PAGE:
Your leaf compost will be ready to use in about 16-24 months for larger piles and as soon as 6-9 months for smaller nitrogen-rich piles. Always take compost from the bottom of the pile. It should be just above air temperature and slightly dry and crumbly. Pull large chunks of matter out and put back into compost pile for further decay.

Using your Compost

Adding Compost/Leaves to Soil:

When using leaf mold, spread a 3/4″  layer in your garden, and turn into the top 6-8 inches of soil. If you have a raised bed, used only for annuals, put a thick layer on top. You can partially mix now, and then when it starts to get warm in the spring mix in the remaining.

It is a good idea to add Nitrogen back into the soil after adding leaf compost, because leaves use it as they break down. Adding 1-1.5 lbs of 10% Nitrogen fertilizer to every 100 lbs (or three bushels) of leaf compost used will correct this problem. This meets the needs of leaf compost, but further fertilization of plants may be necessary.

Why add Leaf Compost to your Soil?

Drought damage will be reduced as you increase water-holding capacity.

Soil tilth is improved.

It acts like a buffer in the soil and reduces effects of over-fertilization, acidity and alkalinity.

Organic acids are produced that combine with iron and aluminum ions that could potentially be toxic to plants, thus reducing the chance for damage.

Great nutrient provider for micro-organisms.

Adding Leaf Compost as Mulch:

You can add leaves directly to your garden. It is best to shred with a chipper or lawnmower before adding directly around plants, as a thick layer of un-shredded leaves can suffocate and rot plants over the winter. Some people feel it is waste of precious leaf mold to use it on top of soil as a mulch. If you are just getting started simply use shredded leaves as the mulch. They will break down on its own over time and can be worked into the soil.

Leaf mulch can be used on the surface of soil instead of straw, wood chips and peat moss. Recommended thickness of mulch are: 2-3 inches for deciduous shrubs and trees, vegetables and rose beds; 3 inches for flower beds; and 3-4 inches for acid-loving plants. Avoid piling too much mulch on top of perennial root crowns, as this may cause rotting in the fall and early spring.

Why use leaf compost in your garden as mulch?

Reduces rainfall run-off that making it more available for plants.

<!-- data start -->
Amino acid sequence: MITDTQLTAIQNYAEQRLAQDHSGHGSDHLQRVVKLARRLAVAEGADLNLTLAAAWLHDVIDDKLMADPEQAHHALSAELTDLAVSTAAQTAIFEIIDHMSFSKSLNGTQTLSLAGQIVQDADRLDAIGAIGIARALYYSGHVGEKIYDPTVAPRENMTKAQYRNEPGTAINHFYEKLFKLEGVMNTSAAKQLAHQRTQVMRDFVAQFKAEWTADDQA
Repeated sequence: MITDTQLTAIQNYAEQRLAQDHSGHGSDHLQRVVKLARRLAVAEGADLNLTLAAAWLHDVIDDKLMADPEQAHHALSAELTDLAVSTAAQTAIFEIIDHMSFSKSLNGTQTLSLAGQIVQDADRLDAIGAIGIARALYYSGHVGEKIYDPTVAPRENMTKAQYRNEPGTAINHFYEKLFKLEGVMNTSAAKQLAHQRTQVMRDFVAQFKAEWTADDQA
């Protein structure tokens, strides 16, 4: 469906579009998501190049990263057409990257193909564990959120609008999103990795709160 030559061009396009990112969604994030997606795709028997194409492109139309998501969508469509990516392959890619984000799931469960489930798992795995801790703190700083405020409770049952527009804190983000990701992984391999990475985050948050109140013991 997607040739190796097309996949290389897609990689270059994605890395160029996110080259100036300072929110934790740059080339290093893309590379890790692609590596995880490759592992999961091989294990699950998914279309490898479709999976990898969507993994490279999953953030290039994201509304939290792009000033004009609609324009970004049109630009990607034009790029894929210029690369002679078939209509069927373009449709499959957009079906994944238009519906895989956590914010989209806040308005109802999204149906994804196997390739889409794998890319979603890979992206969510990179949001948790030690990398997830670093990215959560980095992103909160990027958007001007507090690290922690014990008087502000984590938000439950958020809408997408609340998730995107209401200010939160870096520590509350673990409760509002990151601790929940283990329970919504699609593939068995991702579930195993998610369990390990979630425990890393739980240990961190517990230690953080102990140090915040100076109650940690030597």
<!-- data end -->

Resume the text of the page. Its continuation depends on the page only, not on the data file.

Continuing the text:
Keeps soil cooler in summer, and warmer in winter.

Reduces freezing and thawing that can damage roots, crowns and trunks.

Increases bio-activity such as earthworms and other natural decomposers.

Reduces soil compaction, and helps prevent weeds.

Share with your neighbors:

If you have a small yard with an excess of leaves think about sharing with your neighbors. Every fall we take several tarps of leaves over to our neighbors large yard. Her yard simply dosn’t provide enough leaves to cover the square footage of her gardens. Your local community garden, school garden or non-profit may also be in need of leaf mulch.  Always ask before delivering a pile of leaves, this could easily be mistaken for littering and carelessness.

Garden Paths:

Composting leaves make excellent garden paths. The extra wear from foot traffic also helps break down the material. As your pile breaks down, simply scoop into your garden. Adding about 1-2 ft of shredded leaves to your paths now, will be ideal come spring. Simply rake and shovel any large clumps left in late spring into your thankful garden.

A leaf path will require lots of leaves, but will reward you with a soft, spongy and natural looking path.
A leaf path will require lots of leaves, but will reward you with a soft, spongy and natural looking path.

Potting Soil:

Simply add compost to your potting soil in a large bin, and mix. No more than 25% of your potting soil should be composted leaves. If there is a higher concentration than this, there will be a significant amount of soil loss due to further decomposition and may over time compact and stifle roots.

Composting leaves is mother natures recycling center. This article is just the slightest beginning to the wonderful world of leaf composting, I hope it has inspired you to use your leaves and dive in further!